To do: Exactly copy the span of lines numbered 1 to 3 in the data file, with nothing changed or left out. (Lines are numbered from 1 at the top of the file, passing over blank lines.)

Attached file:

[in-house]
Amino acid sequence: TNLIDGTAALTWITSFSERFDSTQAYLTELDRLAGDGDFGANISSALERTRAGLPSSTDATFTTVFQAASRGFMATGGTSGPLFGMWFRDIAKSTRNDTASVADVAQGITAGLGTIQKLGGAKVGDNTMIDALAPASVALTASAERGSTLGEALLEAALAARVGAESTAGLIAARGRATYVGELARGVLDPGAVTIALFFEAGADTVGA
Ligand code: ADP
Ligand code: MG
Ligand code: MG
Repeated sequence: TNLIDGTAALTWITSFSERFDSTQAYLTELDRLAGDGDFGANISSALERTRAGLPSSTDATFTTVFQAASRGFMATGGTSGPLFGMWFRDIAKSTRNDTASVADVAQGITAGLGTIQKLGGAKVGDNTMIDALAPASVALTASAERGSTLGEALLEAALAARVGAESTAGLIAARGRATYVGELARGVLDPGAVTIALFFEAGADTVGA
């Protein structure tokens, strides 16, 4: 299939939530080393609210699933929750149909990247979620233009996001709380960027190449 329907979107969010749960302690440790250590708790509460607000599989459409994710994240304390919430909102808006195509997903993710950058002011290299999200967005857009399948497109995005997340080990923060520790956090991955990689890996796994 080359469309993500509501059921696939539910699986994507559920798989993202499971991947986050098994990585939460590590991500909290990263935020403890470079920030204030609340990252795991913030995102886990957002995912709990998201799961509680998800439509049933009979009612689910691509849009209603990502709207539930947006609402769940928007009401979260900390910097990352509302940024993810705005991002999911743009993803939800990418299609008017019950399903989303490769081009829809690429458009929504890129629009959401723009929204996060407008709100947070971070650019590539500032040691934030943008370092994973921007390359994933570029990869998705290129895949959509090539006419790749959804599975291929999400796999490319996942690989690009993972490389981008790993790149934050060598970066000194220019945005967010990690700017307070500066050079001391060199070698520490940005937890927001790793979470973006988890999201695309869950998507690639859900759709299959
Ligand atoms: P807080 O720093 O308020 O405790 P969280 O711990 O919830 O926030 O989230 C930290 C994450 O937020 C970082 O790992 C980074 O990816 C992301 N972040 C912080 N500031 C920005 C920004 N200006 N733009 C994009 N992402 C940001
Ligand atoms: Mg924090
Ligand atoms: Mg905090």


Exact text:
[in-house]
Amino acid sequence: TNLIDGTAALTWITSFSERFDSTQAYLTELDRLAGDGDFGANISSALERTRAGLPSSTDATFTTVFQAASRGFMATGGTSGPLFGMWFRDIAKSTRNDTASVADVAQGITAGLGTIQKLGGAKVGDNTMIDALAPASVALTASAERGSTLGEALLEAALAARVGAESTAGLIAARGRATYVGELARGVLDPGAVTIALFFEAGADTVGA
Ligand code: ADP